O'Connor: I'd still say Tiger. He had his most dominant performance at Pebble, and though that was nearly two decades ago, that has to count for something. If he gets locked in at the Memorial, I'll feel better about this call. If he doesn't play at Jack's place or misses the cut, I won't.
Schlabach: Tiger. Even though Phil won at Pebble Beach earlier this year and has a mighty good track record there, his game hasn't been very good since his last win. He's missing too many fairways and, frankly, his putting has been pretty subpar, as well. There's going to be so much pressure on Phil to complete the career grand slam after so many near-misses at the U.S. Open. At age 48, he knows his window is closing rapidly. How much does he press?
Van Valkenburg: Tiger. Phil is more likely to miss the cut at Pebble than he is to pull off a miracle win. The reason Phil was so dejected at Merion in 2013 is he knew -- deep down -- that was his last real chance. For all the talk of how far he's hitting it in his 40s, he's 94th on Tour this year in strokes gained off the tee. He's 127th in strokes gained putting. We think of Tiger as being a little wild off the tee at times, but Phil is one of the least accurate players on Tour this year, hitting barely 50 percent of his fairways (212th on Tour). As much as I'd love to see it, he's not winning at Pebble.
Pietruszkiewicz: I'm going to say it's the same, because both can (and will) play well at Pebble. It's a way smaller ballpark than Bethpage Black. They know the place so well, each having won on it more than once. (Granted, one of those for Tiger was a major.) Would it surprise me if both were in the top 10 at Pebble? No, not at all. Just like it wouldn't surprise me if Tiger won. I don't see Phil winning -- though, wow, that would be some story: He completes the career grand slam by finally winning a U.S. Open, on his birthday, on Father's Day, 20 years after his emotional moment with Payne Stewart at Pinehurst.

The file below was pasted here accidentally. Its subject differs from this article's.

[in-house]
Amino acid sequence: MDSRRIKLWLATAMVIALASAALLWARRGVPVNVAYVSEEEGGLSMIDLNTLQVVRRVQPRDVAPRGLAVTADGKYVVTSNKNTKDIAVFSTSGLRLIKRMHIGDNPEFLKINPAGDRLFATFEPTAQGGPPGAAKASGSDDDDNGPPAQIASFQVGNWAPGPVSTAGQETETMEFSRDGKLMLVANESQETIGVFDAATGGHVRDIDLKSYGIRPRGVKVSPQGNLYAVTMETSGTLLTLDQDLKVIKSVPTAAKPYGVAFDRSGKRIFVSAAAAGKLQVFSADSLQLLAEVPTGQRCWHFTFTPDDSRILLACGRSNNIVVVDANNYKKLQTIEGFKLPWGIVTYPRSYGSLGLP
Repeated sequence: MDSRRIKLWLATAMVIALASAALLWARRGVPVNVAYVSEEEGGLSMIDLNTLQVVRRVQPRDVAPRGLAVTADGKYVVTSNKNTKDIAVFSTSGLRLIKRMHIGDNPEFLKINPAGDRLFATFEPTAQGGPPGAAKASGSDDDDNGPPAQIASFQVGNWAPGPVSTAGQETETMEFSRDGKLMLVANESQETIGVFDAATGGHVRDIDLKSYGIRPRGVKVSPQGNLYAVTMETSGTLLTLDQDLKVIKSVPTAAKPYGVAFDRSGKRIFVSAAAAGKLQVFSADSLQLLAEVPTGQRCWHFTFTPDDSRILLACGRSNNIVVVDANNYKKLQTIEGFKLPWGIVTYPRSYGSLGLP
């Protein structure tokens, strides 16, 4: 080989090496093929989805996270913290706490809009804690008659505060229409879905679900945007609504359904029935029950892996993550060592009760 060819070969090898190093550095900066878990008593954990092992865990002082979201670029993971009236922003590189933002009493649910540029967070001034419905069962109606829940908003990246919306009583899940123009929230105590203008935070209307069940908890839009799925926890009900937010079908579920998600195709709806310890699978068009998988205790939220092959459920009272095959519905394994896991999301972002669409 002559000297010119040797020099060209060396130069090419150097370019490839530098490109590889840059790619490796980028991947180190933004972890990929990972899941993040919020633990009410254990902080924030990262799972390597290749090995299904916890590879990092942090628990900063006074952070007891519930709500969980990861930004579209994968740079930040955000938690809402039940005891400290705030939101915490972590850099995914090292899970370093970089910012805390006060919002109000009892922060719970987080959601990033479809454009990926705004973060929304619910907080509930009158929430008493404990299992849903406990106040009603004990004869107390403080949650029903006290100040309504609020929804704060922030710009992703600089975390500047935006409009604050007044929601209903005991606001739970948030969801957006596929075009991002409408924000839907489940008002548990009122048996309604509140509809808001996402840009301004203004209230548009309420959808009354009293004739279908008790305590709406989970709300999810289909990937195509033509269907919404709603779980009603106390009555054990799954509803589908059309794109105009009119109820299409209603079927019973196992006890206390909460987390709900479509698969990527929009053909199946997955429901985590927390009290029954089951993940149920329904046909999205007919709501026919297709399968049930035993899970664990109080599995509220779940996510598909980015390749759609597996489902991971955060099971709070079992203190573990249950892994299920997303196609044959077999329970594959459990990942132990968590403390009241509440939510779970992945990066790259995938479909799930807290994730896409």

5. Who had the most disappointing week?
Harig: Rory McIlroy. Give Rory credit for grinding to make the cut on Friday when he appeared way out of it. But Rory isn't about making cuts, and Bethpage seemed perfect for him: long course, soft due to rain. That's been the setup for each of his four major championship victories. And yet McIlroy, despite playing well this year, seems to get in his own way at the majors. It is a frustrating period for him.
Collins: Tony Finau. Straight and long with a great attitude. The PGA Championship at Bethpage Black was set up perfectly for another first-time major winner to take his place among the elite. Instead, Finau ended up being ranked 38th in strokes gained off the tee and 79th in strokes gained putting. Saturday's 1-under 69 was the only round he could manage under par. Coming off the fifth-place finish at the Masters there were high hopes for Finau. Bethpage Black crushed those.
O'Connor: Rory McIlroy. When he won The Players in March, I figured this might be the year Rory becomes Rory again in the majors. But he was a nonfactor at Augusta, and a nonfactor here, and now I'm thinking he'll be a nonfactor at Pebble, too. Will golf's Lost Boy finally make it home at the Open in Northern Ireland?
Schlabach: I'm not going to pile on McIlroy, so I'll go with Bubba Watson. He has been one of the longest hitters on the Tour this season, but he didn't even make the cut at Bethpage. He has two green jackets, but Augusta seems like the only place he plays well in majors anymore. He has missed the cut in five of the past seven majors.
Van Valkenburg: Here is a fun exercise: When is the last time Bryson DeChambeau was in contention at a major on the weekend? It's the 2016 U.S. Open, when he was an amateur. I love DeChambeau's personality, even if the science behind his methods often doesn't hold up to even the slightest scrutiny. But it's time to start contending in majors if he wants to be in the game's top tier. You can say, "He's only 25!" but by that age, Jordan Spieth and Rory McIlroy had each won three majors. (DeChambeau has never finished in the top 10 at a major.) Missing the cut here and grumbling about the setup wasn't the best look.
Pietruszkiewicz: Tommy Fleetwood. We keep saying one of these days Fleetwood is going to win a major. Well, he opened with 67 and was within shouting distance of Koepka. Then he went 71-72-78. And this was after he was a nonfactor at the Masters, where he finished 36th. Maybe things will get better at Pebble Beach.